bp cuffs and obese patients

  1. 1
    does anyone know where i can find a bp cuff that actually hugs obese patients' arms? something that would shape sort of like a cone...'cuz seriously I think regular cuffs shaped as a rectangle give me inaccurate readings...it's like tight on one end, and loose on one end
    canoehead likes this.
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  4. 11 Comments so far...

  5. 1
    I totally agree about the shape of the cuffs.
    I have a nice automatic wrist cuff that I use on people who have really large arms. I would just make sure that you have a good one and check it against a manual BP before actually using it on a patient. Also, you can use a regular cuff on the lower part of the arm to get a BP.
    mamamerlee likes this.
  6. 2
    If it is improperly sized, it definitely will read inaccurately. Cuffs that are too small for the circumference of the arm will read too high. Not sure that the shape makes a difference, but the facility should provide cuffs for bariatric clients for this reason. If I have a larger person and the cuff doesn't fit right, I'll try the forearm if it's within the recommended circumference.
    rosey2007 and mamamerlee like this.
  7. 0
    That is a great idea!!! I have a hard time especially taking a BP on a large person with short arms. Sometimes the cuff goes from armpit to elbow on short women!
  8. 0
    I do forearm pressures on someone with upper arms that make a good fit impossible (or a fit at all impossible). It works well.
  9. 0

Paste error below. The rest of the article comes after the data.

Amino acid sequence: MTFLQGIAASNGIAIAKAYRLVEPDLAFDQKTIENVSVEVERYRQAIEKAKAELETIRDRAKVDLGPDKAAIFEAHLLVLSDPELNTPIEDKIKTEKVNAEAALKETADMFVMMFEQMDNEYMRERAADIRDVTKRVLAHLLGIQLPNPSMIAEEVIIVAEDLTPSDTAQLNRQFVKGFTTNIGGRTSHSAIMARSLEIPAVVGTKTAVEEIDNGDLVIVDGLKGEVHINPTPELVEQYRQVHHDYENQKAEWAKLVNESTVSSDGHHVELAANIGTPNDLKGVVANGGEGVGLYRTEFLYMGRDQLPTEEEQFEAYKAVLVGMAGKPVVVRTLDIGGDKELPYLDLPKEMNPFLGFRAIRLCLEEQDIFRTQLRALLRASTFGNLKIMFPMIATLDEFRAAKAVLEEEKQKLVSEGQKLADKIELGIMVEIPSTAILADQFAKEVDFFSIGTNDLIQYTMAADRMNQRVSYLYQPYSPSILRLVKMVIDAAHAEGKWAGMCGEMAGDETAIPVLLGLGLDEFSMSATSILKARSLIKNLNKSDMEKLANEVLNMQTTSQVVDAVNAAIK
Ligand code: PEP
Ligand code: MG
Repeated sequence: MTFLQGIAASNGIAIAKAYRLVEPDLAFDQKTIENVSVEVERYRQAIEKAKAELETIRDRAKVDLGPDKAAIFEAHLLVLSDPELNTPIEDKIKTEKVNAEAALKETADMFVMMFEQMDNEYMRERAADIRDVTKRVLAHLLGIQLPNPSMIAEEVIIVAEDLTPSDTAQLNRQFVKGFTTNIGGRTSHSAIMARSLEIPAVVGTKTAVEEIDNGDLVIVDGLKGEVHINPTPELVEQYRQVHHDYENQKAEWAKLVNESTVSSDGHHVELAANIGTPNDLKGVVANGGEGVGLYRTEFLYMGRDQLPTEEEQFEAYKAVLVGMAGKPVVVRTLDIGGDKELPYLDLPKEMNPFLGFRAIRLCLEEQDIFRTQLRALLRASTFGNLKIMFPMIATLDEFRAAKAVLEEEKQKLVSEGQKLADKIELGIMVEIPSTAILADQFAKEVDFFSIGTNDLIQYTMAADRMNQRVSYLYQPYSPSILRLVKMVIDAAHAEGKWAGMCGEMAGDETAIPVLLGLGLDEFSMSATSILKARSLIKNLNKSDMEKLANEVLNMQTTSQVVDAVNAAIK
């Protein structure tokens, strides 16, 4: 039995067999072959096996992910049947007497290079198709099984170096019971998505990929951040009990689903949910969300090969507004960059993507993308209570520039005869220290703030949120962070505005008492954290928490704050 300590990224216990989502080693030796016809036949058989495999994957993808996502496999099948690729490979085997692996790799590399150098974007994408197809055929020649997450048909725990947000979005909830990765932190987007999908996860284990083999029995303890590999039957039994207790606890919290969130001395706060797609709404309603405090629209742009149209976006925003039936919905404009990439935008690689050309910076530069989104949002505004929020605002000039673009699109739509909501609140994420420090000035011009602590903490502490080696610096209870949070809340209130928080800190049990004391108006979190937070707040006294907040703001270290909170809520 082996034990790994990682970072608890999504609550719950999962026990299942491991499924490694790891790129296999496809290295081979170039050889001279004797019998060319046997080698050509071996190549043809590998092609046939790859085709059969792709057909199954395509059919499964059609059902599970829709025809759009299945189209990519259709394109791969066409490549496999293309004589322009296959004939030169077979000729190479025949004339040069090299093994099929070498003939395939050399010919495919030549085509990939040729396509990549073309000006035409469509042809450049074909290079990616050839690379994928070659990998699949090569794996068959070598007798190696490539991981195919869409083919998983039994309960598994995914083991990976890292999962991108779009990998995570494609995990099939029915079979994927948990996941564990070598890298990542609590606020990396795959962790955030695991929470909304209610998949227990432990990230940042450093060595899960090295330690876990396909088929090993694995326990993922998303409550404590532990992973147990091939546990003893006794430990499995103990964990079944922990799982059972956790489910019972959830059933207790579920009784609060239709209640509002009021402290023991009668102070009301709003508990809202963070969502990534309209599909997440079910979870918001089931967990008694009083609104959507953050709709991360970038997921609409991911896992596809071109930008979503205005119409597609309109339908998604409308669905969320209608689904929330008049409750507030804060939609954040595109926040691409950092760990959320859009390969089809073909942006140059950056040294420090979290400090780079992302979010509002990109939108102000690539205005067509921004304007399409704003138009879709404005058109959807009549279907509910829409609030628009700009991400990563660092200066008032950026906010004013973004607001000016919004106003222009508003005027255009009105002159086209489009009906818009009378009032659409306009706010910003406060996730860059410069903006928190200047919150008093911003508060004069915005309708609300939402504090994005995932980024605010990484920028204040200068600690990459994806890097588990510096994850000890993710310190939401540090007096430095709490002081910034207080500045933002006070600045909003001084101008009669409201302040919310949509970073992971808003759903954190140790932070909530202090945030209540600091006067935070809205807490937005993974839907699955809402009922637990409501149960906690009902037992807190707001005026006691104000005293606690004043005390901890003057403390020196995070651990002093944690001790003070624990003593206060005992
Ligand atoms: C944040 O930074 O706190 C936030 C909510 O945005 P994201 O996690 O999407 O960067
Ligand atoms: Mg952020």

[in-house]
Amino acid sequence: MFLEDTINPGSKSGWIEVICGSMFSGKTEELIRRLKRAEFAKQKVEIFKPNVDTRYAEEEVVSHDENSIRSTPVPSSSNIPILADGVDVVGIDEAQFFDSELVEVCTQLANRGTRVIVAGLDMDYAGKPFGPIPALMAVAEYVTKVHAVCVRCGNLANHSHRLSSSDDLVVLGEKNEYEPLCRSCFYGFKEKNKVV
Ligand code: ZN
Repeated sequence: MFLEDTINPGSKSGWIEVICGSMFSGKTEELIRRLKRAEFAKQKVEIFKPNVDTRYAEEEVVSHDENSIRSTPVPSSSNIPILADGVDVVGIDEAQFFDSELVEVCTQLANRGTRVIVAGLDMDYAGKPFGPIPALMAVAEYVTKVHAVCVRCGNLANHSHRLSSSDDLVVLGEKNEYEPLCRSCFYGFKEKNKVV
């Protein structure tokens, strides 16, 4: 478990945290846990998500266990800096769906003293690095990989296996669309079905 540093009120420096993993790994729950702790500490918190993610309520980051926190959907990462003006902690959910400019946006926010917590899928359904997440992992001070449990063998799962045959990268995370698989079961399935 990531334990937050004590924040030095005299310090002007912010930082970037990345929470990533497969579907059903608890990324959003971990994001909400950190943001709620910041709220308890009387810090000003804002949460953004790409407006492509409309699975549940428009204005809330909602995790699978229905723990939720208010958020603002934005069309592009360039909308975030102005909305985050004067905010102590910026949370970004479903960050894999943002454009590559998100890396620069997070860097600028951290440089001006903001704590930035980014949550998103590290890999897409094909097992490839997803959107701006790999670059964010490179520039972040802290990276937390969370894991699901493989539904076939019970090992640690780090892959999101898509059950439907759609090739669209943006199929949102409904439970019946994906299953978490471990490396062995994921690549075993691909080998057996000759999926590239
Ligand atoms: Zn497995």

[quote=6mostogoRN;4412231]If it is improperly sized, it definitely will read inaccurately. Cuffs that are too small for the circumference of the arm will read too high. Not sure that the shape makes a difference, but the facility should provide cuffs for bariatric clients for this reason. If I have a larger person and the cuff doesn't fit right, I'll try the forearm if it's within the recommended circumference.[/quote
    I wish I could show this comment to a nurse that I had in the ER one time when I was a patient. She put a small cuff on me and it squeezed so had I thought it was going to bust off. Then she told me that my BP was high and I said that using a small cuff on a larger size person would not give a good reason. She told me that I was wrong and I knew better. I have taken many BP's being a CNA so I now a little about what I am talking about lol.
  10. 0
    I have taken BP's on upper & lower arms and on an ankle once (with Dr's permission, patient was huge, only place the x-large cuff would fit). Just be sure to document the location of placement, diferent parts of the body give slightly different readings.
  11. 0
    My facility has some cuffs that are the regular width but are longer so they wrap around bigger arms. The problem with obese cuffs is that a lot of obese people don't have a lot of upper arm so the width of the cuff becomes a problem. The longer but regular width cuffs seem to work well on these folks.
  12. 0
    I have had to be extremely creative on where to use a cuff. The only places
    I haven't used one is around the trunk, neck, or the high upper thigh. Of
    course I know that it isn't accurate. My main concern has been if they have
    a "live-able" BP or not.
  13. 1
    Quote from Hoozdo
    I have had to be extremely creative on where to use a cuff. The only places
    I haven't used one is around the trunk, neck, or the high upper thigh.
    I've been wanting to try the around the neck thing, for those LOL that screech and shake that the cuff hurts so bad, and then wiggle so much it's pumping up to 230. I've wanted to, but I usually just pull out the manual cuff.

    Yes, I agree it hurts, but the drama gets a little over the top.
    Hoozdo likes this.


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